Students excel by memorizing information and being able to recall that information in the right circumstance. The best students are the ones who can remember the most facts. On a multiple-choice exam, students make their choices based on what they can remember.
Physicians excel based on their judgment and their capacity to make the right choices in complex situations. Although physicians must have a solid knowledge base, the best physicians are those that can apply that knowledge in appropriate ways and circumstances. On a multiple-choice exam, physicians make their choices based on the application of their best judgment.
This capacity for judgment is what separates a student from a physician. This capacity for judgment is also what separates high USMLE scores from low ones. Seen simplistically, USMLE questions are actually different based on whether you read them with the expectations of a student or the perspective of a physician. For students, the essential theme for each question is, “What do I remember?” For a physician, the essential theme for each question is, “What is going on here?” The student, above all, seeks an answer. The physician, at his best, seeks a clear understanding of the presented problem. A student knows because he remembers; a physician knows because he reaches a conclusion.
Getting that top USMLE score depends on changing your thinking from that of a student, to that of a physician. The sooner you make this mental transition, the easier your USMLE experience will be and the better your results. So how does one make this transition?
Every physician begins as a student. You must first master the core content knowledge. But while students stop there, physicians go one step further. The transition to being a physician comes at the point where knowledge is, for the most part assumed, and the challenge shifts to the understanding of how to use that knowledge in the situation at hand. This means an ever more critical focus on the details of the situation and the application of judgment to determine the best course of action. The question, not the answer choices becomes the main focus. By carefully digesting the key elements of the question, the problem to be solved becomes clear and the right answer, obvious.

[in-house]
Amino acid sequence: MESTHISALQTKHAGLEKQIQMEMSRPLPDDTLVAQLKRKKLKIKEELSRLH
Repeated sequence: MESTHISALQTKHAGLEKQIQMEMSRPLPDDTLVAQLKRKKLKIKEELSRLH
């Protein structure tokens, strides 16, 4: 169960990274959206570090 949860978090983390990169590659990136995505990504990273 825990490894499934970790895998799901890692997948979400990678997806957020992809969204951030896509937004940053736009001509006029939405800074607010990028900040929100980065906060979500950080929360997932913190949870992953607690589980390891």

If you find your scores on practice questions stuck in the 50% to 60% range, then you are stuck thinking like a student and need to master the art of clinical reasoning. Clinical reasoning begins by recognizing that not everything matters, but some things are critical. You need to make the transition from trying to grab on to every detail to the point where you have the judgment to know the details which make the difference.
Here are some simple techniques you may find useful to help you with this transition:
- Practice honing your judgment by being clear why something matters. When studying, tell yourself why each fact is relevant and in what circumstances it might be of value. Keep asking yourself, “So what?” or “Why does this matter?” If you can’t answer the question, then the content is likely too esoteric to matter for the USMLE.
- Put together a short lecture on some content with which you are struggling. Nothing organizes your understanding better then having to talk about it.
- Write some questions. Not the simple recall questions, but the longer USMLE clinical case items. By thinking about what to include, or leave out of your questions, you are helping yourself focus on the details that matter.
- After answering a question, go back over the content and tell yourself how you would need to change the question to make every one of the options correct.
Judgment is not the same as memorization. There is a big difference between knowing what a hammer is, and knowing the right occasions for using one. Work on your knowledge base, and then, work on using that knowledge. The transition from student to physician is one of the most important moments of your career. Remember, the USMLE is not testing if you are a good student, but if you will be a good physician.
Steven R. Daugherty, Ph.D.